Ephemeral content characterizes the social media landscape.

Derived from the Greek word ephḗmeros, it means “lasting one day” and refers to the fast-moving, short-lived nature of content and media we see today.

As a concept, it ties in with shorter attention spans, faster news cycles, and how social algorithms push viral content to the surface and then bury it in the depths of our feeds. Some internet users are frustrated by it, but we also a see large subset of consumers who are closely attuned to this type of content, eagerly seeking out the new and fresh.

Although there are platforms, like Twitter, that were built around the idea of short bursts of user and brand content, it was Snapchat that first managed to make a feature out of ephemerality.

Built to capture momentary conversations in real life, Snapchat fast became the go-to platform for teenagers everywhere. Fast forward a few years, and a plethora of platforms have copied this format of fleeting content, including Instagram, Facebook and – gone but never forgotten – Vine.

Ephemeral content has become central to many brands’ marketing strategies.

It can paint an authentic, behind-the-scenes, more ‘human’ picture of a brand and their vision, while also creating a FOMO effect that drives up engagement through the illusion of exclusivity.

So who are this audience and what makes them tick?

1. They’re aspirational, connected technophiles.

Ephemeral content consumers are made up of both males and females, with a 52% to 48% split respectively.

While neither gender dominates this group, this audience is predominantly younger internet users: over two thirds fall in the 16-34 age range.

But despite their youth, “ephemeral content consumers” isn’t just shorthand for a generation.

Compared to the average Gen Zer, this audience is more than twice as likely to be considered cosmopolitan and technophilic. 8 in 10 are aspirational individuals (Index 2.29), and they’re a very forward-thinking, motivated and career-focused group.

They’re also a group that care about their status.

7 in 10 say they like to stand out in a crowd, and over three quarters say that having the latest tech is important to them.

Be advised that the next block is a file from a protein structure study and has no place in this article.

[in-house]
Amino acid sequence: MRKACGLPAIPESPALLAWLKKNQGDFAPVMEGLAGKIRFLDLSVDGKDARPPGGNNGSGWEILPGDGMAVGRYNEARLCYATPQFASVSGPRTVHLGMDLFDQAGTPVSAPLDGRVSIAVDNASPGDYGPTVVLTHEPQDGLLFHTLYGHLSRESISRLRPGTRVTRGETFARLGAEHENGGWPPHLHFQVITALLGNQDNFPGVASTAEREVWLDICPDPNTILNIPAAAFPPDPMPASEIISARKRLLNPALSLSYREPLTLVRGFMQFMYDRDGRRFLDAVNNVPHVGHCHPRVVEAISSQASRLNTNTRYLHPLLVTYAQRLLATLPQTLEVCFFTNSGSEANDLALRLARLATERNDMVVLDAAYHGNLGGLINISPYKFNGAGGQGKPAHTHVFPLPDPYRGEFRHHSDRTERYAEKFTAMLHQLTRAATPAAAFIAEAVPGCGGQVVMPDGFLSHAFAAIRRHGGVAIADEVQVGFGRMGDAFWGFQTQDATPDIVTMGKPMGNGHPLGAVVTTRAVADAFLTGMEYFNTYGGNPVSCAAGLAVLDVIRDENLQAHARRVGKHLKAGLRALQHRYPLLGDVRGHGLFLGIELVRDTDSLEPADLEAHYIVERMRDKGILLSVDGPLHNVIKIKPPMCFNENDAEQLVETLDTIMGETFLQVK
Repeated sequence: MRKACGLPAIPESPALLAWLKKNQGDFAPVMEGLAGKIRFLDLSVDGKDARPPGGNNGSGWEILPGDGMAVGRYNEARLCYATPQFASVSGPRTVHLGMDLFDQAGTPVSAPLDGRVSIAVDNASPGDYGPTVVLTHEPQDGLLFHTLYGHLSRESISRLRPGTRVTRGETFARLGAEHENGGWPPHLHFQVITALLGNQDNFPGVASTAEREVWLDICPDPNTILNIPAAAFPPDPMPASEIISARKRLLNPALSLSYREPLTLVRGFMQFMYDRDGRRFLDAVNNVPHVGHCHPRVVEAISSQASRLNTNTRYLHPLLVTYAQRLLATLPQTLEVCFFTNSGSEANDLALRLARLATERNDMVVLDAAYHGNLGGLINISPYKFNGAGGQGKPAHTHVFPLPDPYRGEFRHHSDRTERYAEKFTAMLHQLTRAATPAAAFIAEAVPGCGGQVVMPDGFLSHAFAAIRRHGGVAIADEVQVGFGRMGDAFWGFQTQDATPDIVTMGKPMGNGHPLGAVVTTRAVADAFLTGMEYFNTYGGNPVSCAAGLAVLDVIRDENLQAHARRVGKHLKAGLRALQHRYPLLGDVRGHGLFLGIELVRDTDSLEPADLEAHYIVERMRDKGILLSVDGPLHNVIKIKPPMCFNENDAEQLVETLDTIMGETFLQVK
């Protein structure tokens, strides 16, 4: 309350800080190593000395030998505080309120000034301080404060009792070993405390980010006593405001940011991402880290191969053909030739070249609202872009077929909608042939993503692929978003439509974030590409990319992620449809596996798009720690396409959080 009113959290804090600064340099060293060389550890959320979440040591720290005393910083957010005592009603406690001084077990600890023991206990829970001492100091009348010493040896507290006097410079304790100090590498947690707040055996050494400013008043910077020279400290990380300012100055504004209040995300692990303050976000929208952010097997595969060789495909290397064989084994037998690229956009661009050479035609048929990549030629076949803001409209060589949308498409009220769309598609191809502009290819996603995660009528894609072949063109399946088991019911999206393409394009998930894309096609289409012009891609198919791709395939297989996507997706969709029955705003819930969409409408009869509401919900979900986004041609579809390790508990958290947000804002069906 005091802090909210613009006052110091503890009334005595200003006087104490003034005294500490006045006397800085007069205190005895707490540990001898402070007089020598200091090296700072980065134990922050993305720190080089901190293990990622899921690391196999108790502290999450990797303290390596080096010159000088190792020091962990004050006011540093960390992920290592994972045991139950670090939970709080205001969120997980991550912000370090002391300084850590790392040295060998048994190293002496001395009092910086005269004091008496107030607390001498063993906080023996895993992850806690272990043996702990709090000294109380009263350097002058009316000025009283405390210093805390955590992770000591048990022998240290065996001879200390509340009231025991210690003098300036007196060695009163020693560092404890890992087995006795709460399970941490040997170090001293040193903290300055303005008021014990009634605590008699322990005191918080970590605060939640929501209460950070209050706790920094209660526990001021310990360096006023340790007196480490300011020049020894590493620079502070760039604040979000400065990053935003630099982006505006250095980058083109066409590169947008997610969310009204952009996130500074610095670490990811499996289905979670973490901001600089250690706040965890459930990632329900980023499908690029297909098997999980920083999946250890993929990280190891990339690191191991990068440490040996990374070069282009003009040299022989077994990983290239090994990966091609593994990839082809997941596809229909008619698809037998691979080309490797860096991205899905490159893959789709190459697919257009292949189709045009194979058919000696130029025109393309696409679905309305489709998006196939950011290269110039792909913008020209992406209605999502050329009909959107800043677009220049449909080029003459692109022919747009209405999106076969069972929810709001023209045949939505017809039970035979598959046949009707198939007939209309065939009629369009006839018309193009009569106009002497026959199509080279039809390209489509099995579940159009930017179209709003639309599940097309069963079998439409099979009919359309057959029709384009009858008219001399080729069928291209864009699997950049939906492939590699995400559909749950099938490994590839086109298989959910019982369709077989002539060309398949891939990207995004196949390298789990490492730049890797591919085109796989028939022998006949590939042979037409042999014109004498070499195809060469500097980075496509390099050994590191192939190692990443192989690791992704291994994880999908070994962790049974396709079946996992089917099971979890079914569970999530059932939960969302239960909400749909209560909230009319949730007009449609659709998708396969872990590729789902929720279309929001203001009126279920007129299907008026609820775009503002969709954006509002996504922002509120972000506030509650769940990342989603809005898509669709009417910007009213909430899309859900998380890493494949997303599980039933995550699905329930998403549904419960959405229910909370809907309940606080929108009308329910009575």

This matches the boldness and innovation of the content they love.

The hyper-awareness of their status and future may be due to their above-average income, with this group being 40% more likely to be in the top 10% income bracket.

This higher income also gives them the luxury of trying out new products and services, too: 6 in 10 say they would buy something simply for the experience of being part of the community around it.

They’re also much more likely to be positive when asked about the global economy (Index 1.46) or the future of the environment (Index 1.37).

2. Their consumption is spread across devices and platforms.

Ephemeral content consumption has become a near-defining characteristic of Gen Z and younger millennials’ media consumption behavior, which many commentators attribute to their digital native orientation and the familiarity with variety and freedom of choice it’s led to.

Reports often cite claims that teenage attention spans have decreased from around 11 to 8 seconds since the year 2000. Our research does show a dramatic increase in time spent on devices since measurements began, along with a global expansion in the number of devices used.

Ephemeral content consumers average 4.4 devices per user, compared to the global average of 3.7, and spend an average of 36 minutes more online than the general population.

This is a group that clearly enjoy being constantly connected, and have become adept at switching between screens, devices and platforms.

3. Social media is the base of most online activities.

Their social media usage takes place across multiple platforms, and their reasons for using them are just as diverse.

This group’s primary reason to be on social media is to stay up-to-date with news and current affairs (91%, Index 2.27), but this is followed closely by finding funny or entertaining content (89%, Index 2.45).